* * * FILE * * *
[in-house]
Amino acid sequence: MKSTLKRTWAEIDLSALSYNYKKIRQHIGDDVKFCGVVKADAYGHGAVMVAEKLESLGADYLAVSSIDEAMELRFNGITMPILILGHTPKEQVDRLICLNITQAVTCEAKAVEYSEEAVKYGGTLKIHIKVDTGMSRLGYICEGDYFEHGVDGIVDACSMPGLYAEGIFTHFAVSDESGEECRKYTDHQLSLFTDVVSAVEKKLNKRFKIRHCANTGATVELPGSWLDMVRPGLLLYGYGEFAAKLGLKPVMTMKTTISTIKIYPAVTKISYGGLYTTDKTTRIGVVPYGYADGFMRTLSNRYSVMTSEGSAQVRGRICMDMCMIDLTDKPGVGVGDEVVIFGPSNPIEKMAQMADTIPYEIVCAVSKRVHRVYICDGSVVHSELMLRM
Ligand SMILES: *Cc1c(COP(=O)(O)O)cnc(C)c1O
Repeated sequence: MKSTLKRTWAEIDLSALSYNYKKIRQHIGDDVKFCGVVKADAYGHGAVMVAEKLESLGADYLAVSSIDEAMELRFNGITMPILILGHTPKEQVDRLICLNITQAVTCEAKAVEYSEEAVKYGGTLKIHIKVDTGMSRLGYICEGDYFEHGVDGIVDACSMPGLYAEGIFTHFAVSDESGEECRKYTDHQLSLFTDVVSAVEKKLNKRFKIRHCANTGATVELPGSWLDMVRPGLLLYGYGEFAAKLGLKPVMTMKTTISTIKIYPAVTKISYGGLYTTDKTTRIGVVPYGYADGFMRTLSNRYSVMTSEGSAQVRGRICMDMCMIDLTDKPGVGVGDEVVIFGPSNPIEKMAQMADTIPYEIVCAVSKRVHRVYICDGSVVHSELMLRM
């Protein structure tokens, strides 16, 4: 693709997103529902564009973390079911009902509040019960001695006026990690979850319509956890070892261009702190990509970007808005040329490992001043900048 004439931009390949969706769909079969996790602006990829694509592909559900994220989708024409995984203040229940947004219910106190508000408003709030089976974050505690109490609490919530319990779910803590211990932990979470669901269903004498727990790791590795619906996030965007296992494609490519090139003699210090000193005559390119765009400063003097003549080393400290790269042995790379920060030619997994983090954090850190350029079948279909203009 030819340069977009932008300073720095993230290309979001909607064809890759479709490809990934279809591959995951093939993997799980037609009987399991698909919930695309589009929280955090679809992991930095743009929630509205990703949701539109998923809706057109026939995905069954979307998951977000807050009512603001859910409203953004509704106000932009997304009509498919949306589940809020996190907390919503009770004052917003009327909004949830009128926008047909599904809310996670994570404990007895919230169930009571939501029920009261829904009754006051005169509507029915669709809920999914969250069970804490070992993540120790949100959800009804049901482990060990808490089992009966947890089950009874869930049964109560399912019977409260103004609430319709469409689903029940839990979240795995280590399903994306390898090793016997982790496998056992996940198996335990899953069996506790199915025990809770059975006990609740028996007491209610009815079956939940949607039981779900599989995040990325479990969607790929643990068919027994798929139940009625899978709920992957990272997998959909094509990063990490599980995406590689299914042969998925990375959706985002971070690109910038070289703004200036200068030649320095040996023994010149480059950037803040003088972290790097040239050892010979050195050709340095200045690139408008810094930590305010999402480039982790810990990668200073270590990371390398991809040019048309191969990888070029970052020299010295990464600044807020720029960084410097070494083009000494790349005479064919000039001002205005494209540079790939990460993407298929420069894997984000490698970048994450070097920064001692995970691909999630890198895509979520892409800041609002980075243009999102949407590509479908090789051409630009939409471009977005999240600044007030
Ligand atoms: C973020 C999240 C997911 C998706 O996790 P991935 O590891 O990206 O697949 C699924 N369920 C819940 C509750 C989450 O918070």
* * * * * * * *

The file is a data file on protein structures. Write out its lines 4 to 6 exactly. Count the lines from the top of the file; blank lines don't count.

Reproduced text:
Repeated sequence: MKSTLKRTWAEIDLSALSYNYKKIRQHIGDDVKFCGVVKADAYGHGAVMVAEKLESLGADYLAVSSIDEAMELRFNGITMPILILGHTPKEQVDRLICLNITQAVTCEAKAVEYSEEAVKYGGTLKIHIKVDTGMSRLGYICEGDYFEHGVDGIVDACSMPGLYAEGIFTHFAVSDESGEECRKYTDHQLSLFTDVVSAVEKKLNKRFKIRHCANTGATVELPGSWLDMVRPGLLLYGYGEFAAKLGLKPVMTMKTTISTIKIYPAVTKISYGGLYTTDKTTRIGVVPYGYADGFMRTLSNRYSVMTSEGSAQVRGRICMDMCMIDLTDKPGVGVGDEVVIFGPSNPIEKMAQMADTIPYEIVCAVSKRVHRVYICDGSVVHSELMLRM
């Protein structure tokens, strides 16, 4: 693709997103529902564009973390079911009902509040019960001695006026990690979850319509956890070892261009702190990509970007808005040329490992001043900048 004439931009390949969706769909079969996790602006990829694509592909559900994220989708024409995984203040229940947004219910106190508000408003709030089976974050505690109490609490919530319990779910803590211990932990979470669901269903004498727990790791590795619906996030965007296992494609490519090139003699210090000193005559390119765009400063003097003549080393400290790269042995790379920060030619997994983090954090850190350029079948279909203009 030819340069977009932008300073720095993230290309979001909607064809890759479709490809990934279809591959995951093939993997799980037609009987399991698909919930695309589009929280955090679809992991930095743009929630509205990703949701539109998923809706057109026939995905069954979307998951977000807050009512603001859910409203953004509704106000932009997304009509498919949306589940809020996190907390919503009770004052917003009327909004949830009128926008047909599904809310996670994570404990007895919230169930009571939501029920009261829904009754006051005169509507029915669709809920999914969250069970804490070992993540120790949100959800009804049901482990060990808490089992009966947890089950009874869930049964109560399912019977409260103004609430319709469409689903029940839990979240795995280590399903994306390898090793016997982790496998056992996940198996335990899953069996506790199915025990809770059975006990609740028996007491209610009815079956939940949607039981779900599989995040990325479990969607790929643990068919027994798929139940009625899978709920992957990272997998959909094509990063990490599980995406590689299914042969998925990375959706985002971070690109910038070289703004200036200068030649320095040996023994010149480059950037803040003088972290790097040239050892010979050195050709340095200045690139408008810094930590305010999402480039982790810990990668200073270590990371390398991809040019048309191969990888070029970052020299010295990464600044807020720029960084410097070494083009000494790349005479064919000039001002205005494209540079790939990460993407298929420069894997984000490698970048994450070097920064001692995970691909999630890198895509979520892409800041609002980075243009999102949407590509479908090789051409630009939409471009977005999240600044007030
Ligand atoms: C973020 C999240 C997911 C998706 O996790 P991935 O590891 O990206 O697949 C699924 N369920 C819940 C509750 C989450 O918070």